Taylor Dunlap is a Yorkville teen who’s been passionate about horses since the day she was born.
Of course, being born to horse-loving parents, she was exposed at an early age, sitting atop quarter horses since she herself was able to sit up. Now 16-(almost 17, she reminded me) year-old Dunlap is a front-runner among her rodeoing peers all across the state and perhaps soon the nation.
Dunlap is the daughter of Jason and Lorie Needham and the late Jason Dunlap of Paris. She has a 3-year-old brother, Jack, and a step-sister, Addie who is 10. She is the granddaughter of J.L. and Lisa Needham, who were also brought up in the rodeo world. Dunlap is home-schooled through Gateway Christian Academy and is currently a junior. She will graduate in 2021, and she told me that her favorite subject is math.
I recently caught up with Dunlap, her mom and her 11-year-old cousin Ava Jane “A.J.” Bryant, who has just begun her own rodeo journey, also, in their well-equipped, modern “home away from home” camper that sits parked right beside their barn. Meandering through their vast pasture and in and out of the barn are 14 quarter horses and their sidekick, a mini horse named Buttercup.
When Dunlap was in the fourth grade, she started junior rodeoing all over the state of Tennessee in barrel racing, pole bending and break-away roping. During her seventh and eighth grade years, she made it to the Junior High National Finals.
Dunlap then went to the High School National Finals between her ninth and tenth grade years. That event, which was held in Rock Springs, Wy., is the world’s largest rodeo where every state in the nation along with several other countries are represented. Although Dunlap didn’t place there, she came in around 20th out of approximately 1,500 contestants.
Right now, Dunlap ranks third on Tennessee High School Rodeo Association’s roster in barrels and poles. A contestant must be in the top four to be eligible for the National High School Rodeo Finals, so she is anxiously waiting to see if she will qualify. If she does, she will get to travel with her family and Ace, the 5-year-old quarter horse she trained herself, to Lincoln, Neb. in July.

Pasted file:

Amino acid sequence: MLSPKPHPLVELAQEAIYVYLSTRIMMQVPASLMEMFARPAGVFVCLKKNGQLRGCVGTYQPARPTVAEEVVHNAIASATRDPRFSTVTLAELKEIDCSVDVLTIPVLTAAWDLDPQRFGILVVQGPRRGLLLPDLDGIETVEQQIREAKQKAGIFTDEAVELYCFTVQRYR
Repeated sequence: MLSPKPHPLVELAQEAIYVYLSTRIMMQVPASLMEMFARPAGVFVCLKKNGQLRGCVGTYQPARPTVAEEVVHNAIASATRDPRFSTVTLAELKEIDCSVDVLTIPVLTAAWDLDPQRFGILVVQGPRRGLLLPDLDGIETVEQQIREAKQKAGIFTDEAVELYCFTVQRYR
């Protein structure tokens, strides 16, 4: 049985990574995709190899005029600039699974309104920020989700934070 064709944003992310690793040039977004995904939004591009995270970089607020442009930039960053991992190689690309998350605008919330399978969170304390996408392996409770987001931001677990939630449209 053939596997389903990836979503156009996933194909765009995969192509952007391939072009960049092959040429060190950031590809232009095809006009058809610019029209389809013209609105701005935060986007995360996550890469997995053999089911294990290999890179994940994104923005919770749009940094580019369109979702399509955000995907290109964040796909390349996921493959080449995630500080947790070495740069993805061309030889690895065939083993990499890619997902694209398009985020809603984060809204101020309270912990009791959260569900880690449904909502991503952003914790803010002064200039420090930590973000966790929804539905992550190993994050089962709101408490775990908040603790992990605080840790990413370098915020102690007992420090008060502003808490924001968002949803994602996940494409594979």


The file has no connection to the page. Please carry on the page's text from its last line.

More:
Lorie Needham said that she home-schools her children for all the usual reasons parents home-school their children, but most of all so that they can follow their own dreams. She said that her family supports rodeo life for several reasons: they don’t want the sport to die out, everyone gets outside for exercise and fresh air, the sport honors a more traditional way of life and is family oriented, they get to fellowship with friends they’ve made everywhere, and because everyone cheers on everyone.
Dunlap said that she rodeos for the thrill of riding, the friendships she has made, her love of horses and the adventure in getting to travel all over the country. Dunlap’s two favorite places have been the Fort Worth Stockyards in Texas, where she has now been twice, and Las Vegas, where she went to the National Finals in 2016.
Dunlap said she spends a couple of hours a day doing schoolwork and the rest of her time tending to all the animals on the farm. She also has trained three of her own horses. Dunlap credits her biological father, a professional trainer and farrier who passed away when she was 12, for teaching her everything she knows about training horses. She said that after high school she plans to train professionally, both her horses and other people’s.
While she is yet in high school, you can follow this local rodeo star’s state ranking by visiting Tennessee High School Rodeo Association’s website at www.tnhsra.com.